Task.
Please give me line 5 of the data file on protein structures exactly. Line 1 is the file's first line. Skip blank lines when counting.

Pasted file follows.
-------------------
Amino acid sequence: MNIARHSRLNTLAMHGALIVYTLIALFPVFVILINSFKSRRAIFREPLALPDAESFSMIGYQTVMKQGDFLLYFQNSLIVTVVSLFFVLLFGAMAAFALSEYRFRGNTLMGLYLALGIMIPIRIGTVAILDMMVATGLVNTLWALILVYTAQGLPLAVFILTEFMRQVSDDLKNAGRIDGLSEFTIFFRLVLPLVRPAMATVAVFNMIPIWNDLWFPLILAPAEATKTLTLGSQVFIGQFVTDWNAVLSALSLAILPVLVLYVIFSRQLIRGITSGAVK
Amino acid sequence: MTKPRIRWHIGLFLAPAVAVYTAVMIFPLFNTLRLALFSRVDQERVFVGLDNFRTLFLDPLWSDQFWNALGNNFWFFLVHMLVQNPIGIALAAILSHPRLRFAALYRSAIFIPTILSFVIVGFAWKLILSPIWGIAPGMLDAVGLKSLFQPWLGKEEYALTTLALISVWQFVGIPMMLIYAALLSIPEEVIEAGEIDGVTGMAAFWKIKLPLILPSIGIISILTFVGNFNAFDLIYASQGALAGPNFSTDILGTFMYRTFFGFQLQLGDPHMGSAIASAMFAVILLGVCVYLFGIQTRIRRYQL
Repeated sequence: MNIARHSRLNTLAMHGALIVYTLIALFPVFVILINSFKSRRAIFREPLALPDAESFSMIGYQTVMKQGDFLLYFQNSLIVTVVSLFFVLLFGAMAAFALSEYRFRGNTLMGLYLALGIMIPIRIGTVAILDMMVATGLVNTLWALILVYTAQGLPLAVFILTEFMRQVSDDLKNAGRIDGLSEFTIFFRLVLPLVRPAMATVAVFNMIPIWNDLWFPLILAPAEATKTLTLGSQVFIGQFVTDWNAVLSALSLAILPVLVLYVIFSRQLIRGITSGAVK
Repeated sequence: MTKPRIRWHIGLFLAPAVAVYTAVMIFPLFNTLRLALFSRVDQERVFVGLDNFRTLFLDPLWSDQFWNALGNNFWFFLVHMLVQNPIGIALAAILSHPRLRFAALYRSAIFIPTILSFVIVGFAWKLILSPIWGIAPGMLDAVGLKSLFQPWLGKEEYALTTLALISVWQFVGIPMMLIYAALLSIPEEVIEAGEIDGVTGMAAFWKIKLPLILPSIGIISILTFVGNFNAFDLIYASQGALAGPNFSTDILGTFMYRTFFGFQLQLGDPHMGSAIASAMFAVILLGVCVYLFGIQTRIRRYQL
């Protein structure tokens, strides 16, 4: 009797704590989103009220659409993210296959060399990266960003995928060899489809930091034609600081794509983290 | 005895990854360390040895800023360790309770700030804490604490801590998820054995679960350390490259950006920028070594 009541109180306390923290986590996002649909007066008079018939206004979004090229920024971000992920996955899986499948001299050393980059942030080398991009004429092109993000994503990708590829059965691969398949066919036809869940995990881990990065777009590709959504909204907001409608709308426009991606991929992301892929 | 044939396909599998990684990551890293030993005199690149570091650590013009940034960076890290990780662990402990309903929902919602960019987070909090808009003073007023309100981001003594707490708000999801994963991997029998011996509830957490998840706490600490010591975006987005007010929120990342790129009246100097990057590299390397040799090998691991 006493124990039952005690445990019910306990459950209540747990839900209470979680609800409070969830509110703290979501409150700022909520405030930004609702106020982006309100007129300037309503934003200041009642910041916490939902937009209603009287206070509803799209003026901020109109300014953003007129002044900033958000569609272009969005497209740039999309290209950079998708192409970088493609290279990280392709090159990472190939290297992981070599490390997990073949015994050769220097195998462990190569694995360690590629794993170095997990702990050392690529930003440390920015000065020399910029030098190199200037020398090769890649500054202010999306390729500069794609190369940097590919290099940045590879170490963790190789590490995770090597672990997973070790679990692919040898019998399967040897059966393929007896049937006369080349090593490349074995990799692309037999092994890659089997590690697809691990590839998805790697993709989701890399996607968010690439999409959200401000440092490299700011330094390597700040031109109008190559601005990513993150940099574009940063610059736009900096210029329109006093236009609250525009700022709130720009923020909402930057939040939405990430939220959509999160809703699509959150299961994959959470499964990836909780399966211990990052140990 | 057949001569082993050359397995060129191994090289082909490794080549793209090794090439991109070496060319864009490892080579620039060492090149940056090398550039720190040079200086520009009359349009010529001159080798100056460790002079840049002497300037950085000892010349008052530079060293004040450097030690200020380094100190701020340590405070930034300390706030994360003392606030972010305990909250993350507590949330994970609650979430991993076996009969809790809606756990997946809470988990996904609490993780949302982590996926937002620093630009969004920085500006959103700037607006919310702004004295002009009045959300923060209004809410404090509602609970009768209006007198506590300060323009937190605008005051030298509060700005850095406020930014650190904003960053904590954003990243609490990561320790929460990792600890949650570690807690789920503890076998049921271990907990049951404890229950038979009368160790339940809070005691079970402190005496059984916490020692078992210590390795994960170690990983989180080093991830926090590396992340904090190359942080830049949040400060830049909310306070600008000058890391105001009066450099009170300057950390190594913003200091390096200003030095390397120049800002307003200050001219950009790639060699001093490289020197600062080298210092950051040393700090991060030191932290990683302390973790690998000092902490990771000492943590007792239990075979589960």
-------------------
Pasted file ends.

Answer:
């Protein structure tokens, strides 16, 4: 009797704590989103009220659409993210296959060399990266960003995928060899489809930091034609600081794509983290 | 005895990854360390040895800023360790309770700030804490604490801590998820054995679960350390490259950006920028070594 009541109180306390923290986590996002649909007066008079018939206004979004090229920024971000992920996955899986499948001299050393980059942030080398991009004429092109993000994503990708590829059965691969398949066919036809869940995990881990990065777009590709959504909204907001409608709308426009991606991929992301892929 | 044939396909599998990684990551890293030993005199690149570091650590013009940034960076890290990780662990402990309903929902919602960019987070909090808009003073007023309100981001003594707490708000999801994963991997029998011996509830957490998840706490600490010591975006987005007010929120990342790129009246100097990057590299390397040799090998691991 006493124990039952005690445990019910306990459950209540747990839900209470979680609800409070969830509110703290979501409150700022909520405030930004609702106020982006309100007129300037309503934003200041009642910041916490939902937009209603009287206070509803799209003026901020109109300014953003007129002044900033958000569609272009969005497209740039999309290209950079998708192409970088493609290279990280392709090159990472190939290297992981070599490390997990073949015994050769220097195998462990190569694995360690590629794993170095997990702990050392690529930003440390920015000065020399910029030098190199200037020398090769890649500054202010999306390729500069794609190369940097590919290099940045590879170490963790190789590490995770090597672990997973070790679990692919040898019998399967040897059966393929007896049937006369080349090593490349074995990799692309037999092994890659089997590690697809691990590839998805790697993709989701890399996607968010690439999409959200401000440092490299700011330094390597700040031109109008190559601005990513993150940099574009940063610059736009900096210029329109006093236009609250525009700022709130720009923020909402930057939040939405990430939220959509999160809703699509959150299961994959959470499964990836909780399966211990990052140990 | 057949001569082993050359397995060129191994090289082909490794080549793209090794090439991109070496060319864009490892080579620039060492090149940056090398550039720190040079200086520009009359349009010529001159080798100056460790002079840049002497300037950085000892010349008052530079060293004040450097030690200020380094100190701020340590405070930034300390706030994360003392606030972010305990909250993350507590949330994970609650979430991993076996009969809790809606756990997946809470988990996904609490993780949302982590996926937002620093630009969004920085500006959103700037607006919310702004004295002009009045959300923060209004809410404090509602609970009768209006007198506590300060323009937190605008005051030298509060700005850095406020930014650190904003960053904590954003990243609490990561320790929460990792600890949650570690807690789920503890076998049921271990907990049951404890229950038979009368160790339940809070005691079970402190005496059984916490020692078992210590390795994960170690990983989180080093991830926090590396992340904090190359942080830049949040400060830049909310306070600008000058890391105001009066450099009170300057950390190594913003200091390096200003030095390397120049800002307003200050001219950009790639060699001093490289020197600062080298210092950051040393700090991060030191932290990683302390973790690998000092902490990771000492943590007792239990075979589960």